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Wednesday August 27, 2014

Washington News

Washington Hotline

Koskinen Warns of IRS Problems

Speaking to the National Society of Accountants (NSA) in Baltimore on August 21, IRS Commissioner John Koskinen warned of future IRS problems. The two primary challenges for the IRS are budget cuts and tax extenders.

The House of Representatives Appropriations Committee has proposed a $1 billion reduction in IRS funding. Koskinen stated, “People don’t vote for me – they vote for members of Congress. Congress needs to hear and understand the impact of the funding cuts. As I tell people on Capitol Hill, we are the only agency still operating at the post-sequester level.”

Koskinen explained that our tax system is built on the principle of voluntary compliance. He continued, “Congress is starving our revenue-generating operation. If voluntary compliance with the tax code drops by 1%, it costs the U.S. government $30 billion per year. The IRS annual budget is only $11 billion per year.”

Koskinen expressed appreciation to NSA for a letter to the House Appropriations Committee opposing the IRS cuts. The IRS has already reduced call center employees by 5,200. In 2013, the IRS was able to respond to 71% of phone requests for assistance. With the reduced number of call center employees, Koskinen estimates that the response rate will decline to 60% this year.

A second major issue for the IRS is the tax extenders bill. Both the House and the Senate have not completed work on their respective versions of the bill. Therefore, it now is very probable that there will not be a completed tax extenders bill until November or even December. Because the IRS computers cannot be programmed until the President signs a bill, there may be delays in the ability of the IRS to process the 2014 tax returns.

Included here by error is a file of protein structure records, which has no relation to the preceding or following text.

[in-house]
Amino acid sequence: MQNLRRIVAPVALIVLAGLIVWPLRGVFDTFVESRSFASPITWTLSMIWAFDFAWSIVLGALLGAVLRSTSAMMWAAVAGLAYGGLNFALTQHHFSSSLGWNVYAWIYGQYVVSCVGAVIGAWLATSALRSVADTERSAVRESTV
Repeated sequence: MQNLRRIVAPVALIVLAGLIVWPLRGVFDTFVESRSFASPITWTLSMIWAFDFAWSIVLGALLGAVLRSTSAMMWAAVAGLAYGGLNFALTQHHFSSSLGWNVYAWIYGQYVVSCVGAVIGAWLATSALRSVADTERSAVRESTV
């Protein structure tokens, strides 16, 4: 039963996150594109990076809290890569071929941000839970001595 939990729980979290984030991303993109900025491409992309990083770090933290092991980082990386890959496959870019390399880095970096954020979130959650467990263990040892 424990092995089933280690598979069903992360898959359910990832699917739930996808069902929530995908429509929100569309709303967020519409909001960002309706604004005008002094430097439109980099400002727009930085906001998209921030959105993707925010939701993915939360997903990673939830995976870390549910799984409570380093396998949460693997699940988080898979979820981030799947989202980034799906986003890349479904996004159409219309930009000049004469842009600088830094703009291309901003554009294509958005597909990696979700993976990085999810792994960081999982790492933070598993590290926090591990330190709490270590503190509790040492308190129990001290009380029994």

Koskinen concluded, “Congress needs to understand that the later these are passed and the more complicated they are, the more challenging it is for taxpayers to file accurate returns on time.”

Ryan Supports Charitable Deduction, But Caps Mortgage Deduction


In a national media interview on August 20, House Budget Committee Chairman Paul Ryan (R-WI) discussed the mortgage interest deduction and the charitable gifts deduction.

The current Ways and Means Chairman Dave Camp (R-MI) is retiring at the end of this year. Earlier in 2014, Camp published a comprehensive tax reform draft bill. The bill included a cap on the mortgage interest deduction. The existing amount that qualifies for the interest deduction would be reduced from $1 million to $500,000 for a married couple and $250,000 for a single person.

Ryan indicated that he felt this was an appropriate change. The mortgage interest deduction was intended primarily to benefit the middle class. The reduced levels would continue to benefit the middle class, while some upper-income persons would find their deduction capped.

Ryan was also asked about the Camp proposal to reduce the top 50% of adjusted gross income charitable deduction limit. Ryan did not agree with the Camp proposal. He stated, “I believe we should not have a top cap” on the charitable deduction because the basic function of the deduction is to enable donors to “feed civil society.”

While the 50% limit does provide greater deductions for upper-income persons, it also facilitates the transfer of funds that supports those in need.

Ryan has been supportive of charitable giving to reduce poverty. He focused on reduction of the poverty level in America in his book, The Way Forward: Renewing the American Idea. One of the strategies he proposes is to expand the earned income tax credit to benefit childless workers. This plan is designed to encourage more young single persons to move into the employed category.

Editor’s Note: With the retirement of Ways and Means Chairman Camp, Rep. Ryan is a potential candidate to move into that position in 2015. If Ryan does become Chairman of the Ways and Means Committee, his support of the charitable deduction is favorable for philanthropy.

Published August 22, 2014

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